Front Page Headlines
C. Petrides-N. Christodoulides: Two strangers, in the same government
The Finance Minister put the Foreign Minister, who was absent from the conference of the political office of DISY, on the wall.
- Pandora Papers: No wrongdoing, the President insists
- Vaccination: Ages 20-40 an Achilles heel
Vaccinations again under pressure
The Government is not making them mandatory, but the Commission is making the first step. The abolition of the SafePass is being postponed to seven months if you haven’t gotten a third dose.
- Some mobility with the arrival of Stewart
- Ultimatum to Christodoulides from the DISY political office: He sent them a letter: The discussion is premature
- This is the life of the Pope of the poor of the world: Pope arriving today
We’re paying for the under-functioning of our hospitals with the loss of lives!
Polis Chrysochous hospital: Three ambulances, but just one has personnel.
- Pandora Papers: The ‘offshore President’ once again unblemished and spotless
- Cyprus problem: Colin Stewart coming and taking up his duties
- Presidential elections: Message DISY to N. Christodoulides. Candidacies by January 10!
- Pope Francis arriving in Cyprus today. Draconian security measures.
- AKEL: Conclusion of the spy van case a shameful stigma
Probe into taxi death of patient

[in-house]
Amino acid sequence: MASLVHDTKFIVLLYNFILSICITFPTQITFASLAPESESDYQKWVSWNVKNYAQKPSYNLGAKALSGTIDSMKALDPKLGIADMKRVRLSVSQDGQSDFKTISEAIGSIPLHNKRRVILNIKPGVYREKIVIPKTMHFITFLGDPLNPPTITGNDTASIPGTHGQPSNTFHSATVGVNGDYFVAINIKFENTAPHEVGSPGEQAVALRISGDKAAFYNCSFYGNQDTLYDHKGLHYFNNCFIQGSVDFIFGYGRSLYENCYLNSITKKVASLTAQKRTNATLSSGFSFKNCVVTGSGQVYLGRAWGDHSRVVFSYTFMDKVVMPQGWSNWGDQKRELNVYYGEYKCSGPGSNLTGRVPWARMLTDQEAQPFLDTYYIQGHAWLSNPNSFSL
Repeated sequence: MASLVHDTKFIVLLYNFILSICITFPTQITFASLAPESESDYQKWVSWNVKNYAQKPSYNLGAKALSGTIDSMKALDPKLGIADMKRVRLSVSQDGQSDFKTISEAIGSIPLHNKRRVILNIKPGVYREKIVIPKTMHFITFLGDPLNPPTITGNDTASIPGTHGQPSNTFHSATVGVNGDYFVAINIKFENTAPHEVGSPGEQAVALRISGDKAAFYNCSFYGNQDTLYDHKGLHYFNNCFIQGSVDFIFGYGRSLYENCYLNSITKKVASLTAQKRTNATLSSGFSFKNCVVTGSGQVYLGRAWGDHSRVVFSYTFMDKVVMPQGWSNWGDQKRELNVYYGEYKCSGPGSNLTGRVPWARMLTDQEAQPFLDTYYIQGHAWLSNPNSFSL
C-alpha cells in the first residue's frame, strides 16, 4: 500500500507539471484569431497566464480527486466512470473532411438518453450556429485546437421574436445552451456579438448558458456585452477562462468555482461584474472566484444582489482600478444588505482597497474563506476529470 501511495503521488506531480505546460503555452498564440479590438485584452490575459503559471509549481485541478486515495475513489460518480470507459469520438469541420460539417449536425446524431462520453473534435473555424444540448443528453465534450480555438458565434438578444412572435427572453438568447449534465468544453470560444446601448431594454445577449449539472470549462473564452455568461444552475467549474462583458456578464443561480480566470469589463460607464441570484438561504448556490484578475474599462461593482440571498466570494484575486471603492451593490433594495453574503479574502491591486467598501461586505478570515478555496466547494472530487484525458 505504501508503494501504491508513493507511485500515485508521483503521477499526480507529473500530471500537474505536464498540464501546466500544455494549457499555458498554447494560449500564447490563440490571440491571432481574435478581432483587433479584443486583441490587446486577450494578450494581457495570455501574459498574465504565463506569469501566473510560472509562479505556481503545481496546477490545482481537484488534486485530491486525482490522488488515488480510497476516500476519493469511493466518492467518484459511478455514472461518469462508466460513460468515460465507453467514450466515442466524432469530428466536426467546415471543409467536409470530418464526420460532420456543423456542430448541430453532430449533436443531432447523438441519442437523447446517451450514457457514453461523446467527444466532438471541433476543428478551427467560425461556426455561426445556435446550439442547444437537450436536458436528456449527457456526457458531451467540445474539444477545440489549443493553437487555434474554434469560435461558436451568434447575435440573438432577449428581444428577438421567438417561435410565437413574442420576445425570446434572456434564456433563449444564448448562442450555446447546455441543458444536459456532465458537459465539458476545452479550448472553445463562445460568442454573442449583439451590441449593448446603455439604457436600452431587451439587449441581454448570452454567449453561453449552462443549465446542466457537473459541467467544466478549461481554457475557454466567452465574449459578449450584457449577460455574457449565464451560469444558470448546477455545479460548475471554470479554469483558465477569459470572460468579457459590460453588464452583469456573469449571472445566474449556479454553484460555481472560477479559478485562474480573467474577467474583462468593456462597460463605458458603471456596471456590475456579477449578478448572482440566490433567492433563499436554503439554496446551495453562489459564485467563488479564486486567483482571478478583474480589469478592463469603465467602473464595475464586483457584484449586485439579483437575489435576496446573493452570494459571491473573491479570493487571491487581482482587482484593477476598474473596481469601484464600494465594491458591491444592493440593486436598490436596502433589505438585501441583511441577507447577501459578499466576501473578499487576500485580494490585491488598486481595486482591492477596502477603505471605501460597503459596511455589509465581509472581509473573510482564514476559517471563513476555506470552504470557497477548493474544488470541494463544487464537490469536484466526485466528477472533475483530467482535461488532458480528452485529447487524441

Sick pensioner sent in a cab to Paphos hospital 40km away.
- Ahead of visit, Pope urges prayers for the wounded
DISY is not anyone’s flag of hope
Averof Neophytou to the political office. On 10 January the candidacies for the DISY nomination and on 12 March the choice of the candidate for the 2023 presidential elections. ‘No to a candidate outside the party’s democratic processes’. Intense response by Petrides to Christodoulides’ letter.
- Preside clears up Pandora Papers: With a 12-page letter to the Ethics Committee
- ‘No’ from the Supreme Court to a TC for the retrieval of property
- Parliament: Amendment to the Law-weapon against the draft dodging of athletes
- Cyprus on alarm: Cyprus welcomes the Pope
Stewart arriving in Cyprus, assuming duties next weekAlithia, Haravgi, Phileleftheros
The UN Secretary General’s (UNSG) new Special Representative and head of UNFICYP, Colin Stewart, is set to arrive on the island early next week to assume his duties, the dailies report.
Stewart will also take on the role of Deputy to the UNSG’s Special Adviser on Cyprus.
The dailies report that the UNSG’s good offices mission in Cyprus has already requested the arrangement of several contacts which Stewart will have with officials and stakeholders on the island, upon his arrival. Stewart is expected to hold meetings soon with President Nicos Anastasiades and TC leader Ersin Tatar.
Over the next couple of weeks, Stewart will also meet with members of UNFICYP, ambassadors of foreign countries serving in Cyprus, and the members of the Committee on Missing Persons (CMP).